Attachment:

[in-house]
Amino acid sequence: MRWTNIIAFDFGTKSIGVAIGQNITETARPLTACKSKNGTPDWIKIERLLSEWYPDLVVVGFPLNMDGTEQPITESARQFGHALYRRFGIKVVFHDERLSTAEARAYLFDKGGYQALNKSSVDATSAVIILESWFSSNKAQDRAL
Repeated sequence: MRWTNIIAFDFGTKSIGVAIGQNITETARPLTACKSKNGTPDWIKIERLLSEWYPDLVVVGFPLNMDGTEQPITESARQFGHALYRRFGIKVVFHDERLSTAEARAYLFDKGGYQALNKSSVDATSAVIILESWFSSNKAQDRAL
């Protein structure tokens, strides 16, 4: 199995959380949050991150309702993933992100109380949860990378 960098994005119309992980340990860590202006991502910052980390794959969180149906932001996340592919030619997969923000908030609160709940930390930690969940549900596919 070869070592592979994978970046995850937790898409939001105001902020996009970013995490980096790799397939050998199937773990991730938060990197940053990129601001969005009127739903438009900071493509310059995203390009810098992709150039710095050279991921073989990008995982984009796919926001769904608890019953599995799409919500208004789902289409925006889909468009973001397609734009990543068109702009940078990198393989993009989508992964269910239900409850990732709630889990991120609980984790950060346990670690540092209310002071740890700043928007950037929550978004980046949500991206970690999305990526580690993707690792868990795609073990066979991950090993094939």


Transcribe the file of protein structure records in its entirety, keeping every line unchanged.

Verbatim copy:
[in-house]
Amino acid sequence: MRWTNIIAFDFGTKSIGVAIGQNITETARPLTACKSKNGTPDWIKIERLLSEWYPDLVVVGFPLNMDGTEQPITESARQFGHALYRRFGIKVVFHDERLSTAEARAYLFDKGGYQALNKSSVDATSAVIILESWFSSNKAQDRAL
Repeated sequence: MRWTNIIAFDFGTKSIGVAIGQNITETARPLTACKSKNGTPDWIKIERLLSEWYPDLVVVGFPLNMDGTEQPITESARQFGHALYRRFGIKVVFHDERLSTAEARAYLFDKGGYQALNKSSVDATSAVIILESWFSSNKAQDRAL
């Protein structure tokens, strides 16, 4: 199995959380949050991150309702993933992100109380949860990378 960098994005119309992980340990860590202006991502910052980390794959969180149906932001996340592919030619997969923000908030609160709940930390930690969940549900596919 070869070592592979994978970046995850937790898409939001105001902020996009970013995490980096790799397939050998199937773990991730938060990197940053990129601001969005009127739903438009900071493509310059995203390009810098992709150039710095050279991921073989990008995982984009796919926001769904608890019953599995799409919500208004789902289409925006889909468009973001397609734009990543068109702009940078990198393989993009989508992964269910239900409850990732709630889990991120609980984790950060346990670690540092209310002071740890700043928007950037929550978004980046949500991206970690999305990526580690993707690792868990795609073990066979991950090993094939």